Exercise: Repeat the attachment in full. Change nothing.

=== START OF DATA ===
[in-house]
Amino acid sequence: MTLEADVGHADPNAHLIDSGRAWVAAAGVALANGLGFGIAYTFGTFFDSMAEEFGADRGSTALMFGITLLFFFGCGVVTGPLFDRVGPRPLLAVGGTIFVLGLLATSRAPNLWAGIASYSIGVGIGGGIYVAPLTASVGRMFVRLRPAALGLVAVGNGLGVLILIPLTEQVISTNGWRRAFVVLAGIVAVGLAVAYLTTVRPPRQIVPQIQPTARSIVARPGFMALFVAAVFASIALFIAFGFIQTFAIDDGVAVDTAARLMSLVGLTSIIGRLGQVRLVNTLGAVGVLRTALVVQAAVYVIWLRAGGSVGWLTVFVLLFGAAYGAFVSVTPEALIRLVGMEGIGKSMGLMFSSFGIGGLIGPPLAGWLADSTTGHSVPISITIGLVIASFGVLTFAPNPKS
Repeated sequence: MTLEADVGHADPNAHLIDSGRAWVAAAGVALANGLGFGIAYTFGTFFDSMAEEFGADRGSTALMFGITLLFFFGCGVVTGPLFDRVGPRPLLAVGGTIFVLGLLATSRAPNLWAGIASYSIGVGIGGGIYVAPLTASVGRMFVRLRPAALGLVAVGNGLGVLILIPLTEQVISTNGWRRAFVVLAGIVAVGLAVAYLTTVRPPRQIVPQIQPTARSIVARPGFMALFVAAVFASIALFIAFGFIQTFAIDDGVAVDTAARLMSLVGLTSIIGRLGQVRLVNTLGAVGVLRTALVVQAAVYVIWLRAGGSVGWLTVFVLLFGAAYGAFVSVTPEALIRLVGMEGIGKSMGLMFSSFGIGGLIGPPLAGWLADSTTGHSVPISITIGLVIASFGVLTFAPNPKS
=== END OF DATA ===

[in-house]
Amino acid sequence: MTLEADVGHADPNAHLIDSGRAWVAAAGVALANGLGFGIAYTFGTFFDSMAEEFGADRGSTALMFGITLLFFFGCGVVTGPLFDRVGPRPLLAVGGTIFVLGLLATSRAPNLWAGIASYSIGVGIGGGIYVAPLTASVGRMFVRLRPAALGLVAVGNGLGVLILIPLTEQVISTNGWRRAFVVLAGIVAVGLAVAYLTTVRPPRQIVPQIQPTARSIVARPGFMALFVAAVFASIALFIAFGFIQTFAIDDGVAVDTAARLMSLVGLTSIIGRLGQVRLVNTLGAVGVLRTALVVQAAVYVIWLRAGGSVGWLTVFVLLFGAAYGAFVSVTPEALIRLVGMEGIGKSMGLMFSSFGIGGLIGPPLAGWLADSTTGHSVPISITIGLVIASFGVLTFAPNPKS
Repeated sequence: MTLEADVGHADPNAHLIDSGRAWVAAAGVALANGLGFGIAYTFGTFFDSMAEEFGADRGSTALMFGITLLFFFGCGVVTGPLFDRVGPRPLLAVGGTIFVLGLLATSRAPNLWAGIASYSIGVGIGGGIYVAPLTASVGRMFVRLRPAALGLVAVGNGLGVLILIPLTEQVISTNGWRRAFVVLAGIVAVGLAVAYLTTVRPPRQIVPQIQPTARSIVARPGFMALFVAAVFASIALFIAFGFIQTFAIDDGVAVDTAARLMSLVGLTSIIGRLGQVRLVNTLGAVGVLRTALVVQAAVYVIWLRAGGSVGWLTVFVLLFGAAYGAFVSVTPEALIRLVGMEGIGKSMGLMFSSFGIGGLIGPPLAGWLADSTTGHSVPISITIGLVIASFGVLTFAPNPKS